MOSCOW, September 23 (RIA Novosti), Ekaterina Blinova - Ebola infection figures are apparently underestimated; the death toll is much higher than the WHO's officials and West African governments have announced, experts claim.
"Since the beginning of the outbreak more than six months ago, the Sierra Leone Health Ministry reported only 10 confirmed Ebola deaths here in Freetown, the capital of more than one million people, and its suburbs as of Sunday — a hopeful sign that this city, unlike the capital of neighboring Liberia, had been relatively spared the ravages of the outbreak. But the bodies pouring in to the graveyard tell a different story. In the last eight days alone, 110 Ebola victims have been buried at King Tom Cemetery," the New York Times points out in an article "Fresh Graves Point to Undercount of Ebola Toll."
The media outlet cites Abdul Rahman Parker, King Tom Cemetery's supervisor, as saying that the "outbreak… is much more deadly than either the government or international health officials have announced."
Although Sierra Leone's authorities have reported that they have succeed in containing the deadly virus, experts point out that in fact no one knows "how bad the outbreak really is." The New York Times underscores that the official statistics "vastly underestimate the magnitude of the outbreak," citing the World Health Organization (WHO) reports.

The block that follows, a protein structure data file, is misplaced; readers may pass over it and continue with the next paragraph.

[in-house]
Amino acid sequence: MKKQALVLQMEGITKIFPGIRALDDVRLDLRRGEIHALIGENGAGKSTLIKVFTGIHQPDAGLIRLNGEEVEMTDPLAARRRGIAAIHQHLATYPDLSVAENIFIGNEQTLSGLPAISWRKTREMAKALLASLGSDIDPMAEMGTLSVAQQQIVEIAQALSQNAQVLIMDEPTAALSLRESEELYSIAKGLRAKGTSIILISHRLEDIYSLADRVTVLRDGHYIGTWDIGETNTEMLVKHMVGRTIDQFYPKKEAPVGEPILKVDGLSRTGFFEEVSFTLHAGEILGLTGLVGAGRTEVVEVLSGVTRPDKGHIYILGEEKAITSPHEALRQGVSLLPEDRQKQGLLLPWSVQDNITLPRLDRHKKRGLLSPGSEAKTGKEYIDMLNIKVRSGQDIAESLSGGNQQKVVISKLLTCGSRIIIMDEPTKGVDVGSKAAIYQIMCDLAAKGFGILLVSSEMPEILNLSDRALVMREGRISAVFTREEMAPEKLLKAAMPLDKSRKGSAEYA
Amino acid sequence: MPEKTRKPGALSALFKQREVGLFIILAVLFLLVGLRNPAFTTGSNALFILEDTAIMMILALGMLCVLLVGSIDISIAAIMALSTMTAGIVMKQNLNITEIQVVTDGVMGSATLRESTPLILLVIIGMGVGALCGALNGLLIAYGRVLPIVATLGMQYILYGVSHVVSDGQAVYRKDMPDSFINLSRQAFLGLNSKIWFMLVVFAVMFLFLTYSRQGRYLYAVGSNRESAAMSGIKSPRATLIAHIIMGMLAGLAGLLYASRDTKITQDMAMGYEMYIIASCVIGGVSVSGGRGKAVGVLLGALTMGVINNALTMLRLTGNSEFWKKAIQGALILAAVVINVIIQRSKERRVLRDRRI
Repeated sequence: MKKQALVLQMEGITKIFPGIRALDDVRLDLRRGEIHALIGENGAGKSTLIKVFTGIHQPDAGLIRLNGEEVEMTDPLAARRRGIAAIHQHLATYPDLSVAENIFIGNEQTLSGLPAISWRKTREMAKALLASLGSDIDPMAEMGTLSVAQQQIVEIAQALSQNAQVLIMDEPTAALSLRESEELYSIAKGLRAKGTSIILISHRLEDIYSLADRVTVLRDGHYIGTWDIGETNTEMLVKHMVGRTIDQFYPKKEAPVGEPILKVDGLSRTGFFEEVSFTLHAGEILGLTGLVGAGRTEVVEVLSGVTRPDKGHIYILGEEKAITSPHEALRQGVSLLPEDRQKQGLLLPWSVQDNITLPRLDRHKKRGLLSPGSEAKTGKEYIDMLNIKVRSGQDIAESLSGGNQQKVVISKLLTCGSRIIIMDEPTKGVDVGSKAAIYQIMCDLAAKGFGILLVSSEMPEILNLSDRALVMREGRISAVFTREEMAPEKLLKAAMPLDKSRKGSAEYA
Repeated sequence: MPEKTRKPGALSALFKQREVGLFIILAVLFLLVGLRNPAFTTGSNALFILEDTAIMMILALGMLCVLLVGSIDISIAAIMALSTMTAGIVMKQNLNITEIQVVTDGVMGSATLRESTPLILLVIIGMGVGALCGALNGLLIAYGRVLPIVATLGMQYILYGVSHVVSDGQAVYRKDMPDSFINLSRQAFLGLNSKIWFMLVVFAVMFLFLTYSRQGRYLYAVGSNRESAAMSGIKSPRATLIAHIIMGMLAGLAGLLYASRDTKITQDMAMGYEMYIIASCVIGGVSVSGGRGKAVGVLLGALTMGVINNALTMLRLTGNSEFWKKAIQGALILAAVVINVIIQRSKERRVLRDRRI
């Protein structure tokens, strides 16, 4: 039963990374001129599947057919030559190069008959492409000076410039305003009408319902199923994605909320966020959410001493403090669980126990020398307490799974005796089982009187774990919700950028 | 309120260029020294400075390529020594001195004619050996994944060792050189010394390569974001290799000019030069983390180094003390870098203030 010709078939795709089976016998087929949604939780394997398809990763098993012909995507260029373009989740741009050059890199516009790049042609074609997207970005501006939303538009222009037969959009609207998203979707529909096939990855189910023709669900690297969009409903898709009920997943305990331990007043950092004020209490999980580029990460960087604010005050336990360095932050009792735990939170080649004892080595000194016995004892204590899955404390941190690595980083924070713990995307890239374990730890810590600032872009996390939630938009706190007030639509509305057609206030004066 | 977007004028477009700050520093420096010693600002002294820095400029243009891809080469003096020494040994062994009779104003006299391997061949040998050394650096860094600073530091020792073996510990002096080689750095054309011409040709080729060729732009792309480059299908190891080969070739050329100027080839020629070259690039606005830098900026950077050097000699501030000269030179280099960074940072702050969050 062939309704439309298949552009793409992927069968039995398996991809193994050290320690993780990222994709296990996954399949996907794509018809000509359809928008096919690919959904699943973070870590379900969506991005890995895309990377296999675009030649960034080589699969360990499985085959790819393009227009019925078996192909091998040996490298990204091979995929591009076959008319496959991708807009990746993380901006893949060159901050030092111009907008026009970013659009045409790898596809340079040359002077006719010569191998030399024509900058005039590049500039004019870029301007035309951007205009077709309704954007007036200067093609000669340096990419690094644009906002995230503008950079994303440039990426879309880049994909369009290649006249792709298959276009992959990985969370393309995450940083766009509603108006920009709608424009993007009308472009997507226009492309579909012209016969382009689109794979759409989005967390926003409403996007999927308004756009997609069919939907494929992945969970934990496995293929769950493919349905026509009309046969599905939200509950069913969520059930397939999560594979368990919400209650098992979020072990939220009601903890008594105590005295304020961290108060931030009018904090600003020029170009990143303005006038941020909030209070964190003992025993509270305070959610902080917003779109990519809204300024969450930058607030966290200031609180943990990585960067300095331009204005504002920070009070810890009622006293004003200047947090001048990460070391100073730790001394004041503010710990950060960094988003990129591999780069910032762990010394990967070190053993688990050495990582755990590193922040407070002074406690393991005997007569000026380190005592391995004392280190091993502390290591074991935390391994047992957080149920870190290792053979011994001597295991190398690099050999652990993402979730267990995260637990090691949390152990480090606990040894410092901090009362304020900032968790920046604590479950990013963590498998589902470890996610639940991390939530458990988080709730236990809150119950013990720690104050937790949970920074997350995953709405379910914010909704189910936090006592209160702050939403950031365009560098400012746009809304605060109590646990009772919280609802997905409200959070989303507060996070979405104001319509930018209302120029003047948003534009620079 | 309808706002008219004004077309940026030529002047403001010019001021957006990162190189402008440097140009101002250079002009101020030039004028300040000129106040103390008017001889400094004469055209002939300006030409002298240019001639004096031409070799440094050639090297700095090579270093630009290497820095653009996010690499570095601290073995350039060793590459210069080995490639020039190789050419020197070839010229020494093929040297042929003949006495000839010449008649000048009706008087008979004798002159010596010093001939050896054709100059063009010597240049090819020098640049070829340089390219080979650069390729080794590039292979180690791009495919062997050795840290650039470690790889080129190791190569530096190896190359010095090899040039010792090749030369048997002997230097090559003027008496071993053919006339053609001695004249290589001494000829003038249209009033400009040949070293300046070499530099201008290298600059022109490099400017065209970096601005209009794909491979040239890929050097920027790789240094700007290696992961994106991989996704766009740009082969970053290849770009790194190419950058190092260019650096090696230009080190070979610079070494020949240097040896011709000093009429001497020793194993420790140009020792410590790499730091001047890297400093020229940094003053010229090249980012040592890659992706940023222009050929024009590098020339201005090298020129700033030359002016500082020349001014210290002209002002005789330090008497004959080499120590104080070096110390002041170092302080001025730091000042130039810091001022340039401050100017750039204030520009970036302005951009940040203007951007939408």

It seems that the local authorities deliberately understate the number of Ebola victims. "One family said the victim had definitely died of Ebola, while five others described Ebola-like symptoms — vomiting, diarrhea, fever — though none had been given an official cause of death," the media source notes.
WHO health experts admit they "don't know exactly what is going on" and cannot explain the huge gap between the official and the cemetery crew's statistics. The gravediggers dig about 16 graves a day, claiming that the predominant majority of cases are Ebola-related deaths.
"Since last month, it's every day, any minute and hour, and often, they are coming" to bury the Ebola victim, says Desmond Kamara, a local police officer, as cited by the New York Times.
Meanwhile, the WHO warns that the number of Ebola deaths may hit 21,000 by November, the CBC News reports.
The media source is also citing the Centres' for Disease Control and Prevention (CDC) calculations, which are based on the hypothesis that the Ebola death toll has been "dramatically underreported":
"CDC scientists conclude there may be as many as 21,000 reported and unreported cases in just those two countries [Sierra Leone and Liberia] as soon as the end of this month… They also predict that the two countries could have a staggering 550,000 to 1.4 million cases by late January," the CBC News emphasizes.
Although the prediction sounds pessimistic, experts believe that the infection control efforts will prevent this negative scenario.
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